The Catholic teaching on the Trinity is that God is one essence and the Father, Son and Spirit are differing manifestations of that essence.  Where have we heard of God as an essence?  For Adventists, we've heard of this in the mystical religions of the East and in Pantheism of Dr. Kellogg.   Dualists unwittingly adopt a similar view that the Father projects His spirit to communicate with all His creatures.  But we can be thankful to God for scriptures that assure us of the personal ministry of the Holy Spirit, sent by Christ and the Father as their representative, the Comforter of the church.

The Omega

Dualism, like the error of Dr. Kellogg's Pantheism, is the outgrowth of the same sin - speculation on the nature and personality of the members of the Godhead beyond what scriptures reveal. And it is a sign of the times.

Our Dualist friends point out that there is no command in scripture to worship the Holy Spirit. While it is true that there is no direct command in scripture to worship the Holy Spirit the scriptures do indicate that the Holy Spirit is equal in divinity and dignity to the Father and the Son.  The scripture is replete with admonitions and commands to forsake our idols whatever they might be and worship God from the heart in spirit and truth.  If the Holy Spirit is God, then it follows that worship is due Him.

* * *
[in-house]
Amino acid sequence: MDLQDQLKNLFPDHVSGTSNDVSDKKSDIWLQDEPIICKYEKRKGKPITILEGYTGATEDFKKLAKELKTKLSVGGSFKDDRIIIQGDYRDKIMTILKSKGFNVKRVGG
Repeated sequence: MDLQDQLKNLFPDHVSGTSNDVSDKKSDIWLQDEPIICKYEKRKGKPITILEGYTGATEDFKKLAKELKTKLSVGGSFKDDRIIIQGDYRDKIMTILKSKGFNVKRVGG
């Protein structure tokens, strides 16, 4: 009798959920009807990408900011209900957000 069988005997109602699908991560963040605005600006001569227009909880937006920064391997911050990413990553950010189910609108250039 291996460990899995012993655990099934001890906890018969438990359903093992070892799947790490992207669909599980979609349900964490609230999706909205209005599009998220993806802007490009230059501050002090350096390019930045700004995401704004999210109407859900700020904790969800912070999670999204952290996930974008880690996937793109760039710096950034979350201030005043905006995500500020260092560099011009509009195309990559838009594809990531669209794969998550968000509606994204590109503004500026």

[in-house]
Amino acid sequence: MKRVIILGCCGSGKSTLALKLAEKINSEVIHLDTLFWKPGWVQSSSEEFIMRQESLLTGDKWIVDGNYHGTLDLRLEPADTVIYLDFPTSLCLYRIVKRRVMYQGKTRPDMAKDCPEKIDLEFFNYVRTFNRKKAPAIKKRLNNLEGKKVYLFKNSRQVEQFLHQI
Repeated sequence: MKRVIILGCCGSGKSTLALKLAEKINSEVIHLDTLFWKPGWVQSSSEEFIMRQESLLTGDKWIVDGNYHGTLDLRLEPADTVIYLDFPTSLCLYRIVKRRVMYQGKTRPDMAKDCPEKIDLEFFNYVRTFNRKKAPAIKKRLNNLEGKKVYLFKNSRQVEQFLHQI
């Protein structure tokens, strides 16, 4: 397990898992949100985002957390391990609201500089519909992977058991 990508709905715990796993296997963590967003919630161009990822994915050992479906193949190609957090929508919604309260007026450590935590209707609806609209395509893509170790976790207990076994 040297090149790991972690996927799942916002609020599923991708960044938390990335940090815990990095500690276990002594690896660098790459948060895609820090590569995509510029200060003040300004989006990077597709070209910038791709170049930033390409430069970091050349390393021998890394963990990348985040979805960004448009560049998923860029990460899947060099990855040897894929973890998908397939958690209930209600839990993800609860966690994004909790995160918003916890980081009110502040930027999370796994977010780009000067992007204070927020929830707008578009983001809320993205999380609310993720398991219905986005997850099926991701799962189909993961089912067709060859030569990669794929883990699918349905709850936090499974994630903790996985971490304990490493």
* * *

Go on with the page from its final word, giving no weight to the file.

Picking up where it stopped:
Our worship, our prayers and all our acts of devotion to God, according to Christ and the Apostles, are in and through the Spirit.  John 4:23, 24; Eph. 6:18; Rev. 1:10. It is the Spirit of God that bears witness with our spirit.  Rom. 8:16.  It is essential to salvation that the Spirit forms a personal saving relationship with us.  Christ, speaking at Jacob’s well to the Samaritan woman said: “But the hour cometh, and now is, when the true worshipers shall worship the Father in spirit and in truth: for the Father seeketh such to worship him. God is a Spirit: and they that worship him must worship him in spirit and in truth" (John 4:23).

Significantly Jesus in this same interview said to the woman of Samaria;  “Ye worship ye know not what: we know what we worship: for salvation is of the Jews” (John 4:22).  My appeal to our Dualists brethren is to pause and prayerfully consider whether Christ is not bearing the same testimony to them:  “You worship you know not what.”  If God has raised up Adventism and commissioned it with the final Elijah message for the world who are the children of Abraham by faith today but those who abide in it and in Him?